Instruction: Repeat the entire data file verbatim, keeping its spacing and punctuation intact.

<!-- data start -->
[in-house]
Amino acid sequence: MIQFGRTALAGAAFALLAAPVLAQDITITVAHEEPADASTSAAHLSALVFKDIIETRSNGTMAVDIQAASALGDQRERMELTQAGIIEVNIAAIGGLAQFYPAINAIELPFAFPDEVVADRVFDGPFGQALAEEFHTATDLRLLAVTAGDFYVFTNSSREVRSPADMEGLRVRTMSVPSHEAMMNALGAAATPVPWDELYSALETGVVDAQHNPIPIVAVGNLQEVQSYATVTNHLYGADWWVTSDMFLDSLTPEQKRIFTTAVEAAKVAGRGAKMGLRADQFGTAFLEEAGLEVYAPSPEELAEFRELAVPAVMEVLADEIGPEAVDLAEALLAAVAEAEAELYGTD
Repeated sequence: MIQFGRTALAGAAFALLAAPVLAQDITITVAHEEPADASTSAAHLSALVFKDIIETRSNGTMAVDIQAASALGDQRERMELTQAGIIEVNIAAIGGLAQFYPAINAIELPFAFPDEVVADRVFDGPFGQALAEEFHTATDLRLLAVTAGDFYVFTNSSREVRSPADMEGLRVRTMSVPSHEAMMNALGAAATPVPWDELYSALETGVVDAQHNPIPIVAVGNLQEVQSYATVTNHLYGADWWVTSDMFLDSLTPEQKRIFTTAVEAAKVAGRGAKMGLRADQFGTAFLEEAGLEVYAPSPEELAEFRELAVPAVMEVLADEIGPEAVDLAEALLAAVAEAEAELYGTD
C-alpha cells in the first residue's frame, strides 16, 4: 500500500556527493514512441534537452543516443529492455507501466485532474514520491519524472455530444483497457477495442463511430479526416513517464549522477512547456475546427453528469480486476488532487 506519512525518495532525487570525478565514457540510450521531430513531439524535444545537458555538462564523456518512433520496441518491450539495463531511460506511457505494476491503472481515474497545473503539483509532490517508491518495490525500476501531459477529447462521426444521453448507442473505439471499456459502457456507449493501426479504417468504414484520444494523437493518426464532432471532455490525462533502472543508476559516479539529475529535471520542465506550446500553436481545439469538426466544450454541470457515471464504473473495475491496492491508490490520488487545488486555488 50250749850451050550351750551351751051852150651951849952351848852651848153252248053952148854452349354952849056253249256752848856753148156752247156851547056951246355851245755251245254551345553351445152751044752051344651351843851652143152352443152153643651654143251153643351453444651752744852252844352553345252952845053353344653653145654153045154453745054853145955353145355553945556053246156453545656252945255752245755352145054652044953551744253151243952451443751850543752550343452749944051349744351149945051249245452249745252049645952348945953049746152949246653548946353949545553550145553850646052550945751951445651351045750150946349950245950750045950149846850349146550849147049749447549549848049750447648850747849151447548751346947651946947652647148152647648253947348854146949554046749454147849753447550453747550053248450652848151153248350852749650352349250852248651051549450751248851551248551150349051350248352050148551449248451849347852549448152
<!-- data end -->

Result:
[in-house]
Amino acid sequence: MIQFGRTALAGAAFALLAAPVLAQDITITVAHEEPADASTSAAHLSALVFKDIIETRSNGTMAVDIQAASALGDQRERMELTQAGIIEVNIAAIGGLAQFYPAINAIELPFAFPDEVVADRVFDGPFGQALAEEFHTATDLRLLAVTAGDFYVFTNSSREVRSPADMEGLRVRTMSVPSHEAMMNALGAAATPVPWDELYSALETGVVDAQHNPIPIVAVGNLQEVQSYATVTNHLYGADWWVTSDMFLDSLTPEQKRIFTTAVEAAKVAGRGAKMGLRADQFGTAFLEEAGLEVYAPSPEELAEFRELAVPAVMEVLADEIGPEAVDLAEALLAAVAEAEAELYGTD
Repeated sequence: MIQFGRTALAGAAFALLAAPVLAQDITITVAHEEPADASTSAAHLSALVFKDIIETRSNGTMAVDIQAASALGDQRERMELTQAGIIEVNIAAIGGLAQFYPAINAIELPFAFPDEVVADRVFDGPFGQALAEEFHTATDLRLLAVTAGDFYVFTNSSREVRSPADMEGLRVRTMSVPSHEAMMNALGAAATPVPWDELYSALETGVVDAQHNPIPIVAVGNLQEVQSYATVTNHLYGADWWVTSDMFLDSLTPEQKRIFTTAVEAAKVAGRGAKMGLRADQFGTAFLEEAGLEVYAPSPEELAEFRELAVPAVMEVLADEIGPEAVDLAEALLAAVAEAEAELYGTD
C-alpha cells in the first residue's frame, strides 16, 4: 500500500556527493514512441534537452543516443529492455507501466485532474514520491519524472455530444483497457477495442463511430479526416513517464549522477512547456475546427453528469480486476488532487 506519512525518495532525487570525478565514457540510450521531430513531439524535444545537458555538462564523456518512433520496441518491450539495463531511460506511457505494476491503472481515474497545473503539483509532490517508491518495490525500476501531459477529447462521426444521453448507442473505439471499456459502457456507449493501426479504417468504414484520444494523437493518426464532432471532455490525462533502472543508476559516479539529475529535471520542465506550446500553436481545439469538426466544450454541470457515471464504473473495475491496492491508490490520488487545488486555488 50250749850451050550351750551351751051852150651951849952351848852651848153252248053952148854452349354952849056253249256752848856753148156752247156851547056951246355851245755251245254551345553351445152751044752051344651351843851652143152352443152153643651654143251153643351453444651752744852252844352553345252952845053353344653653145654153045154453745054853145955353145355553945556053246156453545656252945255752245755352145054652044953551744253151243952451443751850543752550343452749944051349744351149945051249245452249745252049645952348945953049746152949246653548946353949545553550145553850646052550945751951445651351045750150946349950245950750045950149846850349146550849147049749447549549848049750447648850747849151447548751346947651946947652647148152647648253947348854146949554046749454147849753447550453747550053248450652848151153248350852749650352349250852248651051549450751248851551248551150349051350248352050148551449248451849347852549448152